Stories to Sip with Your Amuse-bouche
A book review by Christopher Bernard
This beautifully designed little book is based on a thoroughly charming premise: to offer brief stories, vignettes, anecdotes, sketches, set in eateries and boozeries in and around San Francisco, from Minx to Delirium, from Gott’s Roadside and Nomad’s Kitchen to the Yellow Submarine and the Little Spot Cafe.
The original idea seems to have been to write a different kind of restaurant review: one that paid almost no attention to such mundane matters as quality of cuisine, friendliness of service, or stylishness of ambience, but instead plunked down characters entirely imagined (one supposes!) in locations identified only by name and nearest major intersection, and let them have at one another in love, lust, convivial competition, or long-planned revenge: to create dramatic, romantic, satirical or sentimental “fictional stories in real places.”
At Vesuvio, a young man, between quaffs of a nameless spirit, practices damage control over a failed romance, writing a last love letter in the shadows of the old Beats’ North Beach watering hole. At Radio Habana Social Club, a saintly schizophrenic delivers an incoherent exhortation to a warmly bleary reception in the Mission’s tiny gem of a restaurant bar, while not far away, at Shotwell’s, a trio of gazillionaire geeks blackball the brew pub beize. At Soma’s Bar Agricole, a failed date encounters a successful marriage, proving that jealousy and resentment do not a successful evening make, while in the Financial District’s Boxed Foods Company, a young female exec-wannabe is eyed by two financial sharks way, way too into Pilates and commodities and asset destruction, and across the Bay, at Mill Valley’s Depot Bookstore and Café, an older man contemplates his newly acquired loneliness as he slowly constructs, one word at a time, the acrostic of the rest of his life.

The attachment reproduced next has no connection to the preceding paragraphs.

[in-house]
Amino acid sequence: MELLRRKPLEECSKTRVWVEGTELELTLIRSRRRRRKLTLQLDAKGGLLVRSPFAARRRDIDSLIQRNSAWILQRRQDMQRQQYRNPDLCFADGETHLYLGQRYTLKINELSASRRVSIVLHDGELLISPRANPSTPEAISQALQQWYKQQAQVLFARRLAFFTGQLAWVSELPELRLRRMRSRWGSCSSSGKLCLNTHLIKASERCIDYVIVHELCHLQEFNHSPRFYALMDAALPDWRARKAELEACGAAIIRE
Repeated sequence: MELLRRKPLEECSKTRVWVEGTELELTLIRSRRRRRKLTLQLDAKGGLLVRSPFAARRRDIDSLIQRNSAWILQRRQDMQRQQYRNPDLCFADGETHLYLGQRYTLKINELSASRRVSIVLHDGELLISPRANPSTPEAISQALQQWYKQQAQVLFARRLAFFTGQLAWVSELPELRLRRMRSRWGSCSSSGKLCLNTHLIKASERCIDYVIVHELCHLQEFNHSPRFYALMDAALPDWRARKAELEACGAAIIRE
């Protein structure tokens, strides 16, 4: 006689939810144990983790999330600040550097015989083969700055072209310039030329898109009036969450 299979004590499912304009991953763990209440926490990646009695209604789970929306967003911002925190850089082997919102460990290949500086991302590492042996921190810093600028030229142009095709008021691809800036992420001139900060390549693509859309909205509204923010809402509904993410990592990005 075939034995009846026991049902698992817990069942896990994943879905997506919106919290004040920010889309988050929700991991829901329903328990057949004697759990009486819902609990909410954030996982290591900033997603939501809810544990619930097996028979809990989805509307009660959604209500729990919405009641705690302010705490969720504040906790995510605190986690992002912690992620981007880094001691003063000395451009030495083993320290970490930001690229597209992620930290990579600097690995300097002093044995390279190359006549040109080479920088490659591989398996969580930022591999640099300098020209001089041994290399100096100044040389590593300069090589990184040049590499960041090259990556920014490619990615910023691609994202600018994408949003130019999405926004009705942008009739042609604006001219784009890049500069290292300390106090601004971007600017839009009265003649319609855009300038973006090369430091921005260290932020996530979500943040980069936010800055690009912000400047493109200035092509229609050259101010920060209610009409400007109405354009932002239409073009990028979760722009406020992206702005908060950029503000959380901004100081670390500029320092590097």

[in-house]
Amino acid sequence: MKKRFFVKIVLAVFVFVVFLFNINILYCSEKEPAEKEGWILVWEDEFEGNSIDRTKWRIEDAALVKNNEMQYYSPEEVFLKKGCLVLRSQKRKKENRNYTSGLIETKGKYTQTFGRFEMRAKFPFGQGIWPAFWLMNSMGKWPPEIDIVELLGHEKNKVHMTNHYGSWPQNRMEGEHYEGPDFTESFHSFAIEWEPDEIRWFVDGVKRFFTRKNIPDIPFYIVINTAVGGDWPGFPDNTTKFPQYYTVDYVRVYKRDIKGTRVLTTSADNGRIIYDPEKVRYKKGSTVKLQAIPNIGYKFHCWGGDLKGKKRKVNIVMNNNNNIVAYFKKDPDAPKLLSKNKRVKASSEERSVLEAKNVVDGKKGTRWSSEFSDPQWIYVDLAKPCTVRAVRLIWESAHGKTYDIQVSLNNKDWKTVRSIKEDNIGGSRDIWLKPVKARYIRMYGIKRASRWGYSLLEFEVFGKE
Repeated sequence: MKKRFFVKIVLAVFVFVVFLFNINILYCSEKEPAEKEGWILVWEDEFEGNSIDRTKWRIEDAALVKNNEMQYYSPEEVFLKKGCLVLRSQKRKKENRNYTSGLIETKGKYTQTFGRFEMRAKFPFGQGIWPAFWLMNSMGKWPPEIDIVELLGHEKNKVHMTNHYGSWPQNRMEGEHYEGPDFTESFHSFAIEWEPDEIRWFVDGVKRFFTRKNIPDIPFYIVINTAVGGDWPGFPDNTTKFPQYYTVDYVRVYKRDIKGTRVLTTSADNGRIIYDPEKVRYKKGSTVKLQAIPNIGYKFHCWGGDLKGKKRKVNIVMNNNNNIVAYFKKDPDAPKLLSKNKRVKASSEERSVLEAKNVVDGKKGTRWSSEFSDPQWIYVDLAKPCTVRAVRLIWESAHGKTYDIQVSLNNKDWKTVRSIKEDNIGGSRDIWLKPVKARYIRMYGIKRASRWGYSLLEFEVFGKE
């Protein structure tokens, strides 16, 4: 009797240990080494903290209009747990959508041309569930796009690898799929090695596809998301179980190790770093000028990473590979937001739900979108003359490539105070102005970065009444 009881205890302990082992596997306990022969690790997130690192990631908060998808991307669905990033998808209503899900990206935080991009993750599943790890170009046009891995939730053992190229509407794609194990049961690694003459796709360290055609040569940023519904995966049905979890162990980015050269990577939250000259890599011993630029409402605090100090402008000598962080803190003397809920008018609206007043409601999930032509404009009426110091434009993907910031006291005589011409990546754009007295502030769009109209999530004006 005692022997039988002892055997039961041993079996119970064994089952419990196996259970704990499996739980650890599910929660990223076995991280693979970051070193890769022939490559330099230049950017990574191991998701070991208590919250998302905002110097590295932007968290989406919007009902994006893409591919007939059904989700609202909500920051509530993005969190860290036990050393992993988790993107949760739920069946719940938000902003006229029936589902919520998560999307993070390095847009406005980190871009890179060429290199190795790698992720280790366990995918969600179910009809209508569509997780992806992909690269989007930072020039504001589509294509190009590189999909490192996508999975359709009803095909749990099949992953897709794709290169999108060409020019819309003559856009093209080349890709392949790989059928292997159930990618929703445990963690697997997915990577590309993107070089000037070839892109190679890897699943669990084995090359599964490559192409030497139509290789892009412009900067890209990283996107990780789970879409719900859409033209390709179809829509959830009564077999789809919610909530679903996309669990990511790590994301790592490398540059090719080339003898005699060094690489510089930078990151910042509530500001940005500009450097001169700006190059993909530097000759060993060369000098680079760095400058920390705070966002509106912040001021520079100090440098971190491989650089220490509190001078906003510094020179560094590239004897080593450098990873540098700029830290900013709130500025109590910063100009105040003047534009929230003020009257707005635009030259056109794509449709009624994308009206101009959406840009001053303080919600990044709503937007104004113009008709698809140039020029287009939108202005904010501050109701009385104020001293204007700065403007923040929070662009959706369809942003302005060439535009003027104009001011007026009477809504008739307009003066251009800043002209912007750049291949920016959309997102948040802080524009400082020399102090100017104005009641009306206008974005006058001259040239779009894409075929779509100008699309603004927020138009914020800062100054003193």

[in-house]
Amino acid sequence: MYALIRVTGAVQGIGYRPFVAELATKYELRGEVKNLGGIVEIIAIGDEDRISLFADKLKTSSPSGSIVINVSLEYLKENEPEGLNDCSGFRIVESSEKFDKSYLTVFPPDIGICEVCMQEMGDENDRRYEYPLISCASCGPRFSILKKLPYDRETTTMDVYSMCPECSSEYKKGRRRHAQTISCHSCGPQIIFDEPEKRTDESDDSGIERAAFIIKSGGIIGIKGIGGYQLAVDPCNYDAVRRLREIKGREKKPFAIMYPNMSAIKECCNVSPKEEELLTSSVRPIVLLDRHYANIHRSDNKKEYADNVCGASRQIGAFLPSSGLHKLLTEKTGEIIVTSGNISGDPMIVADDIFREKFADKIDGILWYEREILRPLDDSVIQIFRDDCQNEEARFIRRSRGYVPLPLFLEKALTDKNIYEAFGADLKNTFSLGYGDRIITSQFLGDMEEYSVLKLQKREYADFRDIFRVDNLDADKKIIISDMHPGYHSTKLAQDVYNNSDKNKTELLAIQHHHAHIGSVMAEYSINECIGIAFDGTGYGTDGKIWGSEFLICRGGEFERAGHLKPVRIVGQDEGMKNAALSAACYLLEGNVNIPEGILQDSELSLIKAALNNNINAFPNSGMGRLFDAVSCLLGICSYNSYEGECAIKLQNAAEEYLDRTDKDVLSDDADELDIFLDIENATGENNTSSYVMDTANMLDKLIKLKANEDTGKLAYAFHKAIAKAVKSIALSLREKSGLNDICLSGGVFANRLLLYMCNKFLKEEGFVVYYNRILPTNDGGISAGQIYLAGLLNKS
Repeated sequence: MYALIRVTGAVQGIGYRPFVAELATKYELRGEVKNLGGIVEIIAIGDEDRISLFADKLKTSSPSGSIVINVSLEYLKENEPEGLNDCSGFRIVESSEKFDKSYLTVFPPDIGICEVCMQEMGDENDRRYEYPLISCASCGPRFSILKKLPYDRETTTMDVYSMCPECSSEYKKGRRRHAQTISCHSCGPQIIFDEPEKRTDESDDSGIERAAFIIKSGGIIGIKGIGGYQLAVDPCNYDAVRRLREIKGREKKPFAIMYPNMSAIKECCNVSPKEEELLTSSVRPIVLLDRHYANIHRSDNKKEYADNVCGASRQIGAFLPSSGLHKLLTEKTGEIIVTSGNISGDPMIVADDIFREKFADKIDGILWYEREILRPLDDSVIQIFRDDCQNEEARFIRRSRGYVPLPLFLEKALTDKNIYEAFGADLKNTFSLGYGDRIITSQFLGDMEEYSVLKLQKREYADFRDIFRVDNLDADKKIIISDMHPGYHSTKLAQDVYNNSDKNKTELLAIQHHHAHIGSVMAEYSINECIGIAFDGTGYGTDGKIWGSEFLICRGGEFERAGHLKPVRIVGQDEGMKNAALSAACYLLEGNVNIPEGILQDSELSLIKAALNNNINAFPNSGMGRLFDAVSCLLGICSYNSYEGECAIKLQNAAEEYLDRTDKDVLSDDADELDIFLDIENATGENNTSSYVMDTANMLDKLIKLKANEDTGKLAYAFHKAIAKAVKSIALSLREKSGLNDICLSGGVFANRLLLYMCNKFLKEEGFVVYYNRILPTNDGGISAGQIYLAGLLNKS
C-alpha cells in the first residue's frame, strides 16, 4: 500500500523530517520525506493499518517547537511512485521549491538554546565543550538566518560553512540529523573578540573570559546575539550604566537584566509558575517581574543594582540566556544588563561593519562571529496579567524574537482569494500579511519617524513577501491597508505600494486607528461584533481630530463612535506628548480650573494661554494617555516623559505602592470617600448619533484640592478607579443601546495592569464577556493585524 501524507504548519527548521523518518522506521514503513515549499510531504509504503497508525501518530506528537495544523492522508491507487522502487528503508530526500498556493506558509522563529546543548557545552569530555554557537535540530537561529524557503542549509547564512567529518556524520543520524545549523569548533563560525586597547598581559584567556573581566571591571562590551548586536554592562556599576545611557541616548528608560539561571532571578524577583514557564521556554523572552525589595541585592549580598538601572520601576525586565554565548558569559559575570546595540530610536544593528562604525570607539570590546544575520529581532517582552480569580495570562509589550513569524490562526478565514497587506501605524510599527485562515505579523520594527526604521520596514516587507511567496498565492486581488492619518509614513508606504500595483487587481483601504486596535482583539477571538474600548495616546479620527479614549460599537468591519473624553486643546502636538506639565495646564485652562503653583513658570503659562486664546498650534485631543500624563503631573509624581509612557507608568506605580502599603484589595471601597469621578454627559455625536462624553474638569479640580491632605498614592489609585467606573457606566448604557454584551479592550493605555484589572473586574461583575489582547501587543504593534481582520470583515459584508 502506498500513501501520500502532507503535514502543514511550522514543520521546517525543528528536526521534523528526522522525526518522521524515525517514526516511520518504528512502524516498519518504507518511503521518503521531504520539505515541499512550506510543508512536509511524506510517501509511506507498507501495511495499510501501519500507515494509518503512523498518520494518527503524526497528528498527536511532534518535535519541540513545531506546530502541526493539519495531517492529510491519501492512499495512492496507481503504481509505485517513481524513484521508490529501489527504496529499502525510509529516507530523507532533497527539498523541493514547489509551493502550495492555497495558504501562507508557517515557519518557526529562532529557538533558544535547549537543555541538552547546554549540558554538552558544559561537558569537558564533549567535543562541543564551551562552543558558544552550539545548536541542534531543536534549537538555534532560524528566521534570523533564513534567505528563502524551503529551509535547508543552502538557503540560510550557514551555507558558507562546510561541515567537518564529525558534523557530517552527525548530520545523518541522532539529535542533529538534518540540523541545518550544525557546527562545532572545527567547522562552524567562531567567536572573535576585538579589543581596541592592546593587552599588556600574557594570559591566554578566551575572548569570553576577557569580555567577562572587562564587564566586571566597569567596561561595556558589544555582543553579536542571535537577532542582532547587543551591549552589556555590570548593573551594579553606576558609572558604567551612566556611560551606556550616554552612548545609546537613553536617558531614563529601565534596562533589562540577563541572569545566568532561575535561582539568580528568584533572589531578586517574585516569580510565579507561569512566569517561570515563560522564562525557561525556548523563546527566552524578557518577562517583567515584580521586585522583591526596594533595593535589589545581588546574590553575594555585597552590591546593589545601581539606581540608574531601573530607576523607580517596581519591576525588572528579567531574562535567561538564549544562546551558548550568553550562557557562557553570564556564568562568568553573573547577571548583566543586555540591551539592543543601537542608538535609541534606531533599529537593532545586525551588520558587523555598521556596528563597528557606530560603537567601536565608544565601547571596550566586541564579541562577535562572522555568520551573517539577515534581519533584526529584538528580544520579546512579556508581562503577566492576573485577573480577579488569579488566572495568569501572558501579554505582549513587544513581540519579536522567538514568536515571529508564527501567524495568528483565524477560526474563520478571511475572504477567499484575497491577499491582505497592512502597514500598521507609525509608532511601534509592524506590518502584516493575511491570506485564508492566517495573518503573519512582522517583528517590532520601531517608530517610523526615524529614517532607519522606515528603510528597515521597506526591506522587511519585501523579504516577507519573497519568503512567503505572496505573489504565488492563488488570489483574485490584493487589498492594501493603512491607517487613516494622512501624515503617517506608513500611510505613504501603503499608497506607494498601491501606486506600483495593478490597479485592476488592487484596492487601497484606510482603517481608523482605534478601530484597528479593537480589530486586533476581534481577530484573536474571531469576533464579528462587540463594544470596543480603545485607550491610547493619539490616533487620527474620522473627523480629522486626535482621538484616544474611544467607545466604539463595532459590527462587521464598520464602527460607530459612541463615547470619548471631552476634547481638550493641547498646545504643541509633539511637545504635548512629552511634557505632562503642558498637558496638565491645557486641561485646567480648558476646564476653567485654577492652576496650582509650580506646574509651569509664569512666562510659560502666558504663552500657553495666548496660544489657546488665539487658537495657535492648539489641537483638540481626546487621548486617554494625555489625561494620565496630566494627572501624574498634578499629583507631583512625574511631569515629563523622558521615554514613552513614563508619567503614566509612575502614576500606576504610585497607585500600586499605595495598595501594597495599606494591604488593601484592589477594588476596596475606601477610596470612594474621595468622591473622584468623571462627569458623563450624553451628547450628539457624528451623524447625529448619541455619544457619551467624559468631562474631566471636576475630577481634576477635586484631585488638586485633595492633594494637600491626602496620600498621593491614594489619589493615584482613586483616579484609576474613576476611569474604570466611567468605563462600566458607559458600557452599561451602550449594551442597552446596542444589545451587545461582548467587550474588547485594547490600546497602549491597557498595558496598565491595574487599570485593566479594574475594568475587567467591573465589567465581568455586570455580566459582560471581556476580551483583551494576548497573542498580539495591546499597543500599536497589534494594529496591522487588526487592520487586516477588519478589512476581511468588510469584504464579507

Some of the stories are first-person anecdotes, some third-person shaggy-dog stories, some brief but penetrating glimpses into the hearts of those ordinary-looking people sitting at the second table down from you. Most of them last no more than a couple of smoothly turned pages. There is humor, there is insight, there is lots of satire, and there are moments of genuine poetry, as when the young husband at Noeteca whose wife has sacrificed her musical career to help him make partner in his law firm, fails in a sweet gesture whose greatest value, nevertheless, lay in its intent.
And Tuttle has a definite way with a phrase:
“Wood, bare, like inside skin, and wine. Kyle watches his four ladies not drink, just tap nails against the jars. The obscure bottle recommended, expensive, boutique. He drinks, even though they won’t, out of his own mason jar.”
This from a story set, benignantly, in a wine bar called Heart where a newly liberated, divorce-bound husband hangs with a quartet of available lovelies between a Turkish red and his new scarlet car.
The little volume is a lovely piece of bookmaking too, with witty illustrations by Jason Toney―not much larger than a passport, it’s pocket-portable to the nearest café.
Leslie Sbracco, you’ve got company. PBS’s “Check Please, Bay Area” and StretchyHead could, between them, make a poem of every night by the Bay.
By Ian Tuttle
Portuguese Artists Colony Books
Christopher Bernard is a San Francisco writer, founding editor of Caveat Lector magazine, and author of A Spy in the Ruins.